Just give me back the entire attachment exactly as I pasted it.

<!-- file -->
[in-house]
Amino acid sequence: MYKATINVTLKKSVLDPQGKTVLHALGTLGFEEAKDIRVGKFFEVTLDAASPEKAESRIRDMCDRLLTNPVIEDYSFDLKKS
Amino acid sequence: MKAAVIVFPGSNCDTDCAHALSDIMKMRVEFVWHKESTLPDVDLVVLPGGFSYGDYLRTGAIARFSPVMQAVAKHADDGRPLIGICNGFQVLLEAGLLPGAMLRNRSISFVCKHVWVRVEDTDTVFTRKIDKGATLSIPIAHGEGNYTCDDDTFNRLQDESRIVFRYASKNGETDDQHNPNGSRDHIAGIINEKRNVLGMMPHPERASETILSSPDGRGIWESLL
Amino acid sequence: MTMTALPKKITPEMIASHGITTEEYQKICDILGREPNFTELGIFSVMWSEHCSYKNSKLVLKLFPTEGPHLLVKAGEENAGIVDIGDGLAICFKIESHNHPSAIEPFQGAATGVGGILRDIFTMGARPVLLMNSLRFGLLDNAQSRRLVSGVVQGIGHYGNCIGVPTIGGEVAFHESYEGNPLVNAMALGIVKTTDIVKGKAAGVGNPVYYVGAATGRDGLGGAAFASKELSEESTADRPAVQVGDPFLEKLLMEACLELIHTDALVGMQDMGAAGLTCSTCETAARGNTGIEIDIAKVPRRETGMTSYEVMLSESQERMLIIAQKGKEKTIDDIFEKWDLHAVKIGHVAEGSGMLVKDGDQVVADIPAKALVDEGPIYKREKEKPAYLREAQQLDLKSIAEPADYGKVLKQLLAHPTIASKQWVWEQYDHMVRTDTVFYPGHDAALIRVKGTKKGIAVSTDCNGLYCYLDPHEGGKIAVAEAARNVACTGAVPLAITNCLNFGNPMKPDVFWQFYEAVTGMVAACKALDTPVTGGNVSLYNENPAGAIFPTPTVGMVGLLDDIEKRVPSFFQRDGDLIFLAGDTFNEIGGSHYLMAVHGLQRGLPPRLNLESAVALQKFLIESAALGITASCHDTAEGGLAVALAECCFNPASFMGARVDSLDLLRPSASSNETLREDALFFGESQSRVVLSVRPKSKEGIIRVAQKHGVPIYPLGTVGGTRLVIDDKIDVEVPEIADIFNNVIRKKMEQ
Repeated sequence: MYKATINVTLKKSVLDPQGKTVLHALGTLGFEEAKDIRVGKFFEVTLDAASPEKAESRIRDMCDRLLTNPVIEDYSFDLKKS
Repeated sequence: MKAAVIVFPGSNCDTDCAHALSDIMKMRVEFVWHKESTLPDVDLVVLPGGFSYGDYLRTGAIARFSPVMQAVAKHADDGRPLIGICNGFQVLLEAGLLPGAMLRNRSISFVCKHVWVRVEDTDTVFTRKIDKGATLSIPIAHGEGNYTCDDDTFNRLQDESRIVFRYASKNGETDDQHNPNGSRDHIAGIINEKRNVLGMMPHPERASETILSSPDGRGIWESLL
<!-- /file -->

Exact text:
[in-house]
Amino acid sequence: MYKATINVTLKKSVLDPQGKTVLHALGTLGFEEAKDIRVGKFFEVTLDAASPEKAESRIRDMCDRLLTNPVIEDYSFDLKKS
Amino acid sequence: MKAAVIVFPGSNCDTDCAHALSDIMKMRVEFVWHKESTLPDVDLVVLPGGFSYGDYLRTGAIARFSPVMQAVAKHADDGRPLIGICNGFQVLLEAGLLPGAMLRNRSISFVCKHVWVRVEDTDTVFTRKIDKGATLSIPIAHGEGNYTCDDDTFNRLQDESRIVFRYASKNGETDDQHNPNGSRDHIAGIINEKRNVLGMMPHPERASETILSSPDGRGIWESLL
Amino acid sequence: MTMTALPKKITPEMIASHGITTEEYQKICDILGREPNFTELGIFSVMWSEHCSYKNSKLVLKLFPTEGPHLLVKAGEENAGIVDIGDGLAICFKIESHNHPSAIEPFQGAATGVGGILRDIFTMGARPVLLMNSLRFGLLDNAQSRRLVSGVVQGIGHYGNCIGVPTIGGEVAFHESYEGNPLVNAMALGIVKTTDIVKGKAAGVGNPVYYVGAATGRDGLGGAAFASKELSEESTADRPAVQVGDPFLEKLLMEACLELIHTDALVGMQDMGAAGLTCSTCETAARGNTGIEIDIAKVPRRETGMTSYEVMLSESQERMLIIAQKGKEKTIDDIFEKWDLHAVKIGHVAEGSGMLVKDGDQVVADIPAKALVDEGPIYKREKEKPAYLREAQQLDLKSIAEPADYGKVLKQLLAHPTIASKQWVWEQYDHMVRTDTVFYPGHDAALIRVKGTKKGIAVSTDCNGLYCYLDPHEGGKIAVAEAARNVACTGAVPLAITNCLNFGNPMKPDVFWQFYEAVTGMVAACKALDTPVTGGNVSLYNENPAGAIFPTPTVGMVGLLDDIEKRVPSFFQRDGDLIFLAGDTFNEIGGSHYLMAVHGLQRGLPPRLNLESAVALQKFLIESAALGITASCHDTAEGGLAVALAECCFNPASFMGARVDSLDLLRPSASSNETLREDALFFGESQSRVVLSVRPKSKEGIIRVAQKHGVPIYPLGTVGGTRLVIDDKIDVEVPEIADIFNNVIRKKMEQ
Repeated sequence: MYKATINVTLKKSVLDPQGKTVLHALGTLGFEEAKDIRVGKFFEVTLDAASPEKAESRIRDMCDRLLTNPVIEDYSFDLKKS
Repeated sequence: MKAAVIVFPGSNCDTDCAHALSDIMKMRVEFVWHKESTLPDVDLVVLPGGFSYGDYLRTGAIARFSPVMQAVAKHADDGRPLIGICNGFQVLLEAGLLPGAMLRNRSISFVCKHVWVRVEDTDTVFTRKIDKGATLSIPIAHGEGNYTCDDDTFNRLQDESRIVFRYASKNGETDDQHNPNGSRDHIAGIINEKRNVLGMMPHPERASETILSSPDGRGIWESLL